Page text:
In terms of SMR, it's true that we've got the whole, "reap like a naginata, cut like a sword, thrust like a spear" thing. Still, I don't think you really "slash" with a jo. Certainly if you imagine a spear point on the end of your jo, you could slash, but that would change, I think, the principle of the kata. You cut with a jo...backslashes like with a naginata or spear wouldn't work. (You’d whack the guy and you’d do it in a pinch, but it’s not a choice you would make unless you had to. With a naginata or certain spears, however, this is a peachy technique and is something for which the weapon is designed.)

    You would also have to take into consideration what type of spear you were imagining. You can thrust with all of them, but depending on how the business end is shaped, slashes might not be that effective. (Wouldn't do the enemy any good, but might not be the best choice.)

    So, I think the only time the jo is acting like a spear is on the thrust. If you try and make it a spear at other times, you're probably gilding the lily to the point of ineffectuality with this particular weapon. Similarly with a spear acting like a jo.

    Kevin Cantwell

  3. #18
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    Quote Originally Posted by K. Cantwell View Post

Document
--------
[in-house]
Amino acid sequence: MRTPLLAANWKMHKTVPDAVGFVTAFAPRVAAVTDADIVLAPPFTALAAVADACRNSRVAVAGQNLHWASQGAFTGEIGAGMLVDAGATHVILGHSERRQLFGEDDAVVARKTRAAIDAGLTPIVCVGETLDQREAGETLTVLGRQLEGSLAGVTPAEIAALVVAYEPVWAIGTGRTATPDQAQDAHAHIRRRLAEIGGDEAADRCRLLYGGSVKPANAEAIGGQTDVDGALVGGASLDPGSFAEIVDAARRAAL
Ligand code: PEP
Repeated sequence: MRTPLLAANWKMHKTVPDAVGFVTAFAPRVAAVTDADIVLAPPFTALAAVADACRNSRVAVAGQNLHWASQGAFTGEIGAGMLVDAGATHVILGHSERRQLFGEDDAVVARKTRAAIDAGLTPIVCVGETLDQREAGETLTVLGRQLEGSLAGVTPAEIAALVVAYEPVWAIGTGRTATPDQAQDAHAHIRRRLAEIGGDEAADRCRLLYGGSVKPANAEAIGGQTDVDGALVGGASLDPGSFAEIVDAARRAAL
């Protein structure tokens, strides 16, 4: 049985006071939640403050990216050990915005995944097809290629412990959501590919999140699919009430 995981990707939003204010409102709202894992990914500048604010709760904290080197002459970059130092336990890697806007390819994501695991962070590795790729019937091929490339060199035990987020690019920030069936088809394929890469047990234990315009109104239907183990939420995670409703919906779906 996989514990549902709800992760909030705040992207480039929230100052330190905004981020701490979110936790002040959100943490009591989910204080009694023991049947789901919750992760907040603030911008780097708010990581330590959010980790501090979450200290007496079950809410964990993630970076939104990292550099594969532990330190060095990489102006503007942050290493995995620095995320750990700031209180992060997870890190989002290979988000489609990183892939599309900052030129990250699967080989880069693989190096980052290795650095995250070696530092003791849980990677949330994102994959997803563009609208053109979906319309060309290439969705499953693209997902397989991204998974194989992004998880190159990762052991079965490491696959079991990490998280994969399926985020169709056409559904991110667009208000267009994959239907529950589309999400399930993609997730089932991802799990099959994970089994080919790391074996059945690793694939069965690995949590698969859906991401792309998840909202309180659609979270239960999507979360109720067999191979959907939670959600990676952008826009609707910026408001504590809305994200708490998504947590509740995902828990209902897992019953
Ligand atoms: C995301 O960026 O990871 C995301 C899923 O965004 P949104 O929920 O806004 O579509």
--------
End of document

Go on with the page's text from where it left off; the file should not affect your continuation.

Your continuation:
.....
    In terms of SMR, it's true that we've got the whole, "reap like a naginata, cut like a sword, thrust like a spear" thing. Still, I don't think you really "slash" with a jo. Certainly if you imagine a spear point on the end of your jo, you could slash, but that would change, I think, the principle of the kata. You cut with a jo...backslashes like with a naginata or spear wouldn't work. (Youd whack the guy and youd do it in a pinch, but its not a choice you would make unless you had to. With a naginata or certain spears, however, this is a peachy technique and is something for which the weapon is designed.)

    You would also have to take into consideration what type of spear you were imagining. You can thrust with all of them, but depending on how the business end is shaped, slashes might not be that effective. (Wouldn't do the enemy any good, but might not be the best choice.)